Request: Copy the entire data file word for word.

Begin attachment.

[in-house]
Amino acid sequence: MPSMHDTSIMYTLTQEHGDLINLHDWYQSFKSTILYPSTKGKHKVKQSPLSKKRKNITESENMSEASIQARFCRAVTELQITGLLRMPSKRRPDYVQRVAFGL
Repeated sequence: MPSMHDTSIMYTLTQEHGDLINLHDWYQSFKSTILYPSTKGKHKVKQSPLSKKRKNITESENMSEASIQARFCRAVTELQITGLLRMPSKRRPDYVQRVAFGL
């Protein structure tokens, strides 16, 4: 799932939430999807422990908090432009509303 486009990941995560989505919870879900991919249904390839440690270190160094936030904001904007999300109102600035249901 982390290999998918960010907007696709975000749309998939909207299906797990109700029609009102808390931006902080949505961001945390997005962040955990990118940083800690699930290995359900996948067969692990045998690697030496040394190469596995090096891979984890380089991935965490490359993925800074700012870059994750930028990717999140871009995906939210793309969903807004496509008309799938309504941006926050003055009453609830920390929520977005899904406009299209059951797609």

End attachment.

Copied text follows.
[in-house]
Amino acid sequence: MPSMHDTSIMYTLTQEHGDLINLHDWYQSFKSTILYPSTKGKHKVKQSPLSKKRKNITESENMSEASIQARFCRAVTELQITGLLRMPSKRRPDYVQRVAFGL
Repeated sequence: MPSMHDTSIMYTLTQEHGDLINLHDWYQSFKSTILYPSTKGKHKVKQSPLSKKRKNITESENMSEASIQARFCRAVTELQITGLLRMPSKRRPDYVQRVAFGL
């Protein structure tokens, strides 16, 4: 799932939430999807422990908090432009509303 486009990941995560989505919870879900991919249904390839440690270190160094936030904001904007999300109102600035249901 982390290999998918960010907007696709975000749309998939909207299906797990109700029609009102808390931006902080949505961001945390997005962040955990990118940083800690699930290995359900996948067969692990045998690697030496040394190469596995090096891979984890380089991935965490490359993925800074700012870059994750930028990717999140871009995906939210793309969903807004496509008309799938309504941006926050003055009453609830920390929520977005899904406009299209059951797609």